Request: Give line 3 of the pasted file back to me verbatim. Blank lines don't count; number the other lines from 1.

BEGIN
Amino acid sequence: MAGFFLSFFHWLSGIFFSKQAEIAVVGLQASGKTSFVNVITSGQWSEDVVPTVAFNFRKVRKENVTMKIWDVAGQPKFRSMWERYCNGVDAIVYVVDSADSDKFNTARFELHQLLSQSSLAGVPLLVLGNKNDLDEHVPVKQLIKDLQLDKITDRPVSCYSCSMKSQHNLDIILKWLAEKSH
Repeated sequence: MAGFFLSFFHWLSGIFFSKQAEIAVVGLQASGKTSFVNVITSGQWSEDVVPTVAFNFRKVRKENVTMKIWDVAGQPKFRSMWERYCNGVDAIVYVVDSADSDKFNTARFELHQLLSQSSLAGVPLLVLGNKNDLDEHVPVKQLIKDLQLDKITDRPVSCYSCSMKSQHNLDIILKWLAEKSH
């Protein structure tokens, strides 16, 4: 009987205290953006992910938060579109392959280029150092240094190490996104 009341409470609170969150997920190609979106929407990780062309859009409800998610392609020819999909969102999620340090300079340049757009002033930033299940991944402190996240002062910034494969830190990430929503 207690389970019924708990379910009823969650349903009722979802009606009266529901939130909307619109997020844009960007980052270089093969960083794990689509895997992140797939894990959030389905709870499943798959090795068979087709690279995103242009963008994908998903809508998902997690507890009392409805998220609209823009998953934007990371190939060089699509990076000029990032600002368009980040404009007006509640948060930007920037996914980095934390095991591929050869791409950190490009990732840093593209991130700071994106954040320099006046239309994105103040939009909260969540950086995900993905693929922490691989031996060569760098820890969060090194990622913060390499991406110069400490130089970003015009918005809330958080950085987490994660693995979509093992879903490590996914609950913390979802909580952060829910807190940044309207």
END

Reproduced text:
């Protein structure tokens, strides 16, 4: 009987205290953006992910938060579109392959280029150092240094190490996104 009341409470609170969150997920190609979106929407990780062309859009409800998610392609020819999909969102999620340090300079340049757009002033930033299940991944402190996240002062910034494969830190990430929503 207690389970019924708990379910009823969650349903009722979802009606009266529901939130909307619109997020844009960007980052270089093969960083794990689509895997992140797939894990959030389905709870499943798959090795068979087709690279995103242009963008994908998903809508998902997690507890009392409805998220609209823009998953934007990371190939060089699509990076000029990032600002368009980040404009007006509640948060930007920037996914980095934390095991591929050869791409950190490009990732840093593209991130700071994106954040320099006046239309994105103040939009909260969540950086995900993905693929922490691989031996060569760098820890969060090194990622913060390499991406110069400490130089970003015009918005809330958080950085987490994660693995979509093992879903490590996914609950913390979802909580952060829910807190940044309207």